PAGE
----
According to the WHO, Kenya is ranked 15th worldwide in terms of the number of fatalities per 100,000 vehicles on the road.
Over three thousand road-related fatalities occur per annum. Most of these people are vulnerable road users – pedestrians, motorcyclists, and cyclists.
Bamburi Cement in Partnership with NTSA, Machakos County Government with industry players today marked the 12th Annual Road Safety campaign at the Machakos Junction to sensitize drivers, motorbike riders, pedestrians, and other road users on road safety along the Northern corridor and other roads in the Country.
Bamburi Cement as one of the largest contributors to the number of vehicles on Kenyan roads with between 900 – 1,000 trucks transporting Bamburi’s raw materials and products and covering over 20 million kilometers per annum, launched a Road Safety Program in 2006. Anchored on the Driver Management, Vehicle Management, Journey Management, Load Management, and Contractor Management.
As passenger motorbike (boda-boda) numbers continue to increase from 16,293 in 2007 to 186,434 in 2017 according to Kenya National Bureau of Statistics data, there is need to empower motorized- and non-motorized road users with road safety information, skills, and equipment.
Since the inception of the program, a total of over 1,500 drivers with annual refreshers and over 6,000 boda-boda riders have been trained along the Northern Corridor, contributing to the reduction of road carnage and deaths. As at December 2018, the number of accidents/deaths along the Corridor stood at below 3,000, compared to just below 5,000 in 2006, when the Road Safety program was launched.
‘’Sustainability drives our operations every day and we care about the communities we operate around. As a sign of our commitment, we started a Road Safety program that has run for the last 12 years and annually we to train 1500 drivers, 500 Motorcyclists and other road users on road safety and defensive driving, Mr. Seddiq Hassani Group Managing Director, Bamburi Cement Limited. In 2018, the Bamburi subcontracted drivers covered a total of 20 Million kilometers in the country, with zero fatalities, added Hassani.
The road safety situation along the Northern Corridor is poor and unacceptable. The corridor has a severe road safety challenge due to the high volumes and nature of long-distance transport operations, a challenge compounded by the presence of roadside human settlements in addition to high levels of traffic volumes, an unmanaged mix of motorized and non-motorized users, and mixed speed road environments.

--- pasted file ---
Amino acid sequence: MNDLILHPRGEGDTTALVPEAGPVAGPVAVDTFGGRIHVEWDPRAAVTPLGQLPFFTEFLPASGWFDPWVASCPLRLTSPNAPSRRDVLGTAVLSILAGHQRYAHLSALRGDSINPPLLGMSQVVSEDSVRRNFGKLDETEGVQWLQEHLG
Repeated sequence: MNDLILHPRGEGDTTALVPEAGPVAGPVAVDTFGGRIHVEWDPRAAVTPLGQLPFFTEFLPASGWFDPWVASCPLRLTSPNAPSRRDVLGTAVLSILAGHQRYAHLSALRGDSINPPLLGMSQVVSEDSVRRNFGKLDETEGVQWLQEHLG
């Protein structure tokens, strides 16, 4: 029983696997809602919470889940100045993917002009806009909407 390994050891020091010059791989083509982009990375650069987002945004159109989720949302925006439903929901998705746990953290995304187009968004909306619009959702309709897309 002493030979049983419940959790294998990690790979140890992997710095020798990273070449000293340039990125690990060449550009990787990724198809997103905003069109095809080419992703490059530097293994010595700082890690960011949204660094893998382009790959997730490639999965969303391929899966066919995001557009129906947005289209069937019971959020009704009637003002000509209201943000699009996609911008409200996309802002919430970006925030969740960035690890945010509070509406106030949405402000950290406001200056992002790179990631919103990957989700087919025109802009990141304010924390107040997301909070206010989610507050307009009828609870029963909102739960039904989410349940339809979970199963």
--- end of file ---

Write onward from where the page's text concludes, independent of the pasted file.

A 2015 report by NTSA indicated that road accidents cost the economy at least Sh300 billion a year with the most affected age groups in terms of fatalities being those aged between 20-44 years with the peak age being 30-34. The key driver of crashes along the corridor include human factors, infrastructure, vehicle, and environmental factors.
Despite this, there are best practices lessons that reveal that if interventions are strategically implemented, significant road safety improvements and minimal road traffic crashes at organizational and national levels can be achieved. Progressive and responsive legislation, enforcement and design & construction of safer roads.
Speaking during the event, Bright Oywayo, a road accident survivor called for more collaboration amongst the private and public entities in the road safety management space saying, “Prevention of road accidents and post-crash support is not a monopoly. To achieve more impact stakeholders should not operate in silos but work closely together.”
These best practices founded on Behavioral change, Partnership building, Fleet safety/workplace safety Management, Training, and Capacity building, Post-crash emergency response and; Sustainable funding along the corridor and elsewhere can be replicated for enhanced road safety at Relative Signal Strength (RSS) level.
‘’Reliable and accurate data are also needed to correctly identify problems, risk factors, and priority areas, and to formulate strategy, set targets and monitor performance thereafter raise awareness about the magnitude of road traffic injuries, and inform policy formulation and implementation and solution’’. Chairman NTSA- Lt Gen (Rtd) Jackson Ndung’u Waweru, CBS, OGW.
Further, the need to leverage on Technology arose that’s why a group subcontracted transporters along the northern Corridor were transporters underwent an In-Vehicle Monitoring System (IVMS) upgrade which monitors driver behavior such as harsh braking, harsh acceleration, freewheeling (driving on neutral gear), speeding, driving hours and fuel consumption. This helps develop the driver’s scorecard which leads to rewarding or sanctioning of the drivers, therefore, correcting driving behavior as well as positive reinforcement for the safe drivers. By end of 2018, all of Bamburi’s subcontracted transporters were at 100% compliance.